According to them, the recliner rocker was a Canadian invention, and it was universally known among Americans in Louisiana, or Crowley, or their immediate circle of tourist travelling friends anyway, that the best quality recliner rockers on the American market originated from a New Brunswick furniture manufacturer. I have attempted research online on the veracity of this claim. However, perhaps it is similar to an urban legend? I could find no evidence. But such "cultural knowledge" is perhaps an example of the intrinsic, even if it is false or inaccurate. Or it is also an example of extrinsic change, perhaps the origins of the recliner rocker were never really important to Canadian consumers. Certainly I have found no internet claims that the recliner rocker is a novel Canadian invention. Even in the ensuing decade and a half, perhaps that factory is long closed, its workforce left unemployed and its industrial plant duly shipped or relocated to a Mexican maquilladora (or a Chinese one).
American travellers to Canada on holiday, or American travellers to any foreign country are fairly anomalistic, according to various reports I have read Americans per capita travel to fewer foreign countries or possess passports in fewer relative numbers than virtually any per captia developed world population on earth. However at the same time, I was impressed that a plain living, by many means average elderly couple could have such highly specific knowledge about a product or the incentive to take a trip specifically to purchase such a product. At the time I was amazed by it. And what amazes me does not often escape my memory.
So returning to class following a visit to the "Sky Lounge Coffee Shop" in Samchonpo (itself long closed) my students were eager to know, "How did you like the coffee shop?" My reply was that it was very comfortable, and the style was "very western". Such a comment was not well received, various students offered dramatic reactions; my students were appalled. "It is not western...it is Korean..." was their collective response. Knowing what I thought I knew about the recliner rocker, I explained why I believed it to be western in style.
To some effect, I believe this comparative cultural and anecdotal information surrounding the recliner rocker illustrates the possibility that cultural values are only relative in relationship to complimentary global comparisons or outlooks. Enough variations exist to make particularistic comparisons measured and known, obviously in terms of international business, a highly profitable exercise. To some degree, various individuals of various cultures may be greatly interested in the actual exemplification of principles of the tenets and seeming maxims of early cross-cultural research including particular cultural differences which impact upon the globalized products and services they may be coerced into consuming (through advertising and manipulation of cultural values).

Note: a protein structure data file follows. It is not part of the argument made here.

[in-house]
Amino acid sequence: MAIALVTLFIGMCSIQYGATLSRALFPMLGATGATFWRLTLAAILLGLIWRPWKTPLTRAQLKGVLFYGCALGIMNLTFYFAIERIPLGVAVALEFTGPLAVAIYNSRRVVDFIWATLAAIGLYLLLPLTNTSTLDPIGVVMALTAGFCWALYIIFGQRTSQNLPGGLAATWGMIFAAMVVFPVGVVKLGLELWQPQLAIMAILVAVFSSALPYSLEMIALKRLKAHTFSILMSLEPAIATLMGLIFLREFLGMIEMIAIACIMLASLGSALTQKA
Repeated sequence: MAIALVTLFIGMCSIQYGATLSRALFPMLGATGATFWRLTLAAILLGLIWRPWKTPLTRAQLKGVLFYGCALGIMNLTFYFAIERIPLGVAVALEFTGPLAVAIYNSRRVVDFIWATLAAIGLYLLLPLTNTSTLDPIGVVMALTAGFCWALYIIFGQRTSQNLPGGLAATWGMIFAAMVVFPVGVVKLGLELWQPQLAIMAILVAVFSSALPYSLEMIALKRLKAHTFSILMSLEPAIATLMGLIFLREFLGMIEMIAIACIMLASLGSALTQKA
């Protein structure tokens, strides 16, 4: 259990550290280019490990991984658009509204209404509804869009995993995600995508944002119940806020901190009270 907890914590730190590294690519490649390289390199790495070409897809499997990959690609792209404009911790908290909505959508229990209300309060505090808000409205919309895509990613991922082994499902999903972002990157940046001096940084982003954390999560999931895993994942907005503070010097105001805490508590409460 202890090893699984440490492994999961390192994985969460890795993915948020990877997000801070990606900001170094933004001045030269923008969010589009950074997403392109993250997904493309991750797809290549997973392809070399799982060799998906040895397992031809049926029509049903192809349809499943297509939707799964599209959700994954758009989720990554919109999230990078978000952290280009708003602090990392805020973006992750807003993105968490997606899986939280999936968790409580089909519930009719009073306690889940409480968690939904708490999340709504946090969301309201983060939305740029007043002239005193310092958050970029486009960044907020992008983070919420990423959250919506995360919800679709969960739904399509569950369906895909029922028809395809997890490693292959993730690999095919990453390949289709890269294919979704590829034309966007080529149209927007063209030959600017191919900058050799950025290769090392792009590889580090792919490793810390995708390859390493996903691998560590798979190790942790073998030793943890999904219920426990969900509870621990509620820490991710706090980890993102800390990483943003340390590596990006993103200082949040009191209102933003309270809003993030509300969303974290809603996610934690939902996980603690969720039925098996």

One may find concrete examples of cross-cultural variation in considering the relative origins of global versus local innovations, products, and distribution of services or new technologies, without necessarily any national cultural interest, knowledge, or collective programming in place as to the origins of such cultural changes. As my Korean glider rocker example possibly reveals, cultural values may be changing so quickly internationally that no differentiation between changes and deep-rooted local cultural values may exist in collective knowledge of out of awareness impacts. Everything is thus considered of local origin unless marketing determines foreign origin is a selling point or obviously of significant cultural content. Furthermore, such examples of intrinsic knowledge as that of the American couple, with information and knowledge currently impossible to communicate through mass media, marketing, or advertising may also exist which possibly suggests that it takes the anecdotal and non-scientifically gained information, which is equally unmeasurable scientifically to communicate beyond theoretical plausibility that culture in a globalized, multinational corporate trading world actually exists independently of the terms of trade, marketing, and advertising.
For many business-minded entrepreneurs, this might be too simple and thus unthinkable! Simply take a break. Intrinsically, enjoy a glide on a recliner rocker once in a while without fully deciding its cultural origins. It is an amazingly comfortable ride.